Published:
January 27, 2018
Burnham-On-Sea beach rubbish inspires art display in town centre

A new type of street art has appeared in Burnham-On-Sea town centre to highlight the problem of packaging waste washed up on local beaches.

Burnham-On-Sea artist Jacob Dear's work has appeared on the side of Calm coffee shop in Chapel Street, as pictured here, and is part of his ongoing environment project called '8 million tonnes'.

It documents the wide range of waste that washes up on Burnham-On-Sea, Berrow and Brean beaches and it aims to highlight the growing problem which will get worse if not addressed.

Jacob told Burnham-On-Sea.com: "The images in the art are all of waste that I have found locally during my project - the paper I have used is biodegradable, the ink is waterbased and paste is environmentally friendly. The idea is that they will degrade over time."

"It's the first time I have shown this artwork to the public, not in a gallery. I have put it up to hopefully provoke thoughts, discussion and encourage action at a local level to help reduce waste, in particular plastic."

Jacob is a local artist who moved to the area when he was a child and went to King Alfred School in Highbridge.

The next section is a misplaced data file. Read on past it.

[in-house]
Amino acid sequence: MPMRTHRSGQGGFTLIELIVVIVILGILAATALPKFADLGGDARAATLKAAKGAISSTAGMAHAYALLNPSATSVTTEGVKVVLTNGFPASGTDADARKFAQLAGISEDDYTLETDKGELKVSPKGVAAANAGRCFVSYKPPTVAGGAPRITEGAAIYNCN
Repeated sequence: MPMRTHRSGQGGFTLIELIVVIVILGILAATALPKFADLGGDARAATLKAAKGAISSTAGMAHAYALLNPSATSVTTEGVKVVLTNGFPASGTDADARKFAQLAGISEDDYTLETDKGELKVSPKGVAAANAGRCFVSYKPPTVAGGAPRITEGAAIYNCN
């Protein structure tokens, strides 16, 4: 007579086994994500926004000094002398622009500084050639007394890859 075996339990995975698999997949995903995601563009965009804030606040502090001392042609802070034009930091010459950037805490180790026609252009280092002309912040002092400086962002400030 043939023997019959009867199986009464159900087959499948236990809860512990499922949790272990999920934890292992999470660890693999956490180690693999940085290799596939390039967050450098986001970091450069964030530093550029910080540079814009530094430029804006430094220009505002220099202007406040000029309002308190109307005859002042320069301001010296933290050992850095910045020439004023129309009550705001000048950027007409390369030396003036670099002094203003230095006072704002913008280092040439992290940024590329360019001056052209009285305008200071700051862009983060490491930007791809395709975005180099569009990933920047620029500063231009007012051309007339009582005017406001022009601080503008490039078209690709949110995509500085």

He adds: "Society is to blame for waste - we all need to change, and end the cycle of wastefulness. If we can make a change at a local level, it will help make our town a better place."

"We as a race we have a monumental problem with waste, we stick it in the ground, incinerate it and also dump it at sea. The problem only seems to be getting worse over time as shown on Blue Planet 2."

"Eight million tonnes of waste is dumped in the sea each year, which is a huge amount that could be disposed in a way that doesn’t affect the marine life and our own coastline."

"This body of work that was shoot three years ago in 2015 documents the diversity of the waste that is washed up on our beaches everyday. All the waste was collected on the coastline that stretches between Burnham-On-Sea and Brean Down."

"Due to the massive uproar towards marine debris over the past couple of months, I felt it was time to show that the problem is only getting worse over time. Blue Planet 2 did a fantastic job bringing light to the marine debris."

"We can all play our part in solving this problem. We are the ones who have the power to change our environment and to change what happens to our oceans. Think before you just through everything in a black bin; think whether you need another plastic bag and think before you just leave you waste on the beach."

"Last July, the Environment Secretary pledged action on ocean plastics. This has now caused ripples through the political landscape, but I feel it still isn’t enough and the problem will only get worse unless we have a drastic change with how we mange our waste."

Tiffany Louise Lin at Calm Coffee Bar said: "Jacob approached us with his idea of a collaboration. He explained the project and it really resonated with us at Calm."

"Sustainability has always been at the forefront of what we do and we have made and are still making giant steps to minimise our waste as a business."

"Eight million tonnes is a beautiful project, and Jacob's artwork really carries a thought-provoking message. Everyone should come and check it out."

 


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